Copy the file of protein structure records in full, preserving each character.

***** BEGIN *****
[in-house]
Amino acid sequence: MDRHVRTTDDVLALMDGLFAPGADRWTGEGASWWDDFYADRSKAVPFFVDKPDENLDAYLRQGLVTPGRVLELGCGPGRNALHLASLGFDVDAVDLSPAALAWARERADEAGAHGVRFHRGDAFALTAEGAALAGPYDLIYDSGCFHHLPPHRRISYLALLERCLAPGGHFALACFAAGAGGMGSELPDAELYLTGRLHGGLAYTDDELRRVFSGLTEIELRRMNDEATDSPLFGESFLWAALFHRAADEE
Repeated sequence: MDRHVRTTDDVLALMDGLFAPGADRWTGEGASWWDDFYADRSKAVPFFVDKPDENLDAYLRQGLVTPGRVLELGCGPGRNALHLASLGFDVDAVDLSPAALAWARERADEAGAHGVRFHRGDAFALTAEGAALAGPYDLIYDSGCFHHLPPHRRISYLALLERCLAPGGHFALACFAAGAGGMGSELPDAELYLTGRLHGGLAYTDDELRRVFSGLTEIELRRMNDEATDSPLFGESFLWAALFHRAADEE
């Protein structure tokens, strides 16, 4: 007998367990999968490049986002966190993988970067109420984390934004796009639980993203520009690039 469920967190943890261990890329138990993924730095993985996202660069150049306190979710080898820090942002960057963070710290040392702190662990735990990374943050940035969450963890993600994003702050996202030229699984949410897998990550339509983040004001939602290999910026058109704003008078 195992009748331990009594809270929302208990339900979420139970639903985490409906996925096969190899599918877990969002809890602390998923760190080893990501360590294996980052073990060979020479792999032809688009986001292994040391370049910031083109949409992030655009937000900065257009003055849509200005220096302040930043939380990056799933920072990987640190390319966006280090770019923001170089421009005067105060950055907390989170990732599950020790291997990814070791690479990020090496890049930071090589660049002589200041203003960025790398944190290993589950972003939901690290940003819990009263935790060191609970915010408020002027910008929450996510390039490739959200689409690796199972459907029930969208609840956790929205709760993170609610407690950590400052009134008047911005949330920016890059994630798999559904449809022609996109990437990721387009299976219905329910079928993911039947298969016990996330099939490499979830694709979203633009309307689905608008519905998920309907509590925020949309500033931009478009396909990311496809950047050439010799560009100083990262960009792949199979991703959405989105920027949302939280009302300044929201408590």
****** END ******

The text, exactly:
[in-house]
Amino acid sequence: MDRHVRTTDDVLALMDGLFAPGADRWTGEGASWWDDFYADRSKAVPFFVDKPDENLDAYLRQGLVTPGRVLELGCGPGRNALHLASLGFDVDAVDLSPAALAWARERADEAGAHGVRFHRGDAFALTAEGAALAGPYDLIYDSGCFHHLPPHRRISYLALLERCLAPGGHFALACFAAGAGGMGSELPDAELYLTGRLHGGLAYTDDELRRVFSGLTEIELRRMNDEATDSPLFGESFLWAALFHRAADEE
Repeated sequence: MDRHVRTTDDVLALMDGLFAPGADRWTGEGASWWDDFYADRSKAVPFFVDKPDENLDAYLRQGLVTPGRVLELGCGPGRNALHLASLGFDVDAVDLSPAALAWARERADEAGAHGVRFHRGDAFALTAEGAALAGPYDLIYDSGCFHHLPPHRRISYLALLERCLAPGGHFALACFAAGAGGMGSELPDAELYLTGRLHGGLAYTDDELRRVFSGLTEIELRRMNDEATDSPLFGESFLWAALFHRAADEE
């Protein structure tokens, strides 16, 4: 007998367990999968490049986002966190993988970067109420984390934004796009639980993203520009690039 469920967190943890261990890329138990993924730095993985996202660069150049306190979710080898820090942002960057963070710290040392702190662990735990990374943050940035969450963890993600994003702050996202030229699984949410897998990550339509983040004001939602290999910026058109704003008078 195992009748331990009594809270929302208990339900979420139970639903985490409906996925096969190899599918877990969002809890602390998923760190080893990501360590294996980052073990060979020479792999032809688009986001292994040391370049910031083109949409992030655009937000900065257009003055849509200005220096302040930043939380990056799933920072990987640190390319966006280090770019923001170089421009005067105060950055907390989170990732599950020790291997990814070791690479990020090496890049930071090589660049002589200041203003960025790398944190290993589950972003939901690290940003819990009263935790060191609970915010408020002027910008929450996510390039490739959200689409690796199972459907029930969208609840956790929205709760993170609610407690950590400052009134008047911005949330920016890059994630798999559904449809022609996109990437990721387009299976219905329910079928993911039947298969016990996330099939490499979830694709979203633009309307689905608008519905998920309907509590925020949309500033931009478009396909990311496809950047050439010799560009100083990262960009792949199979991703959405989105920027949302939280009302300044929201408590």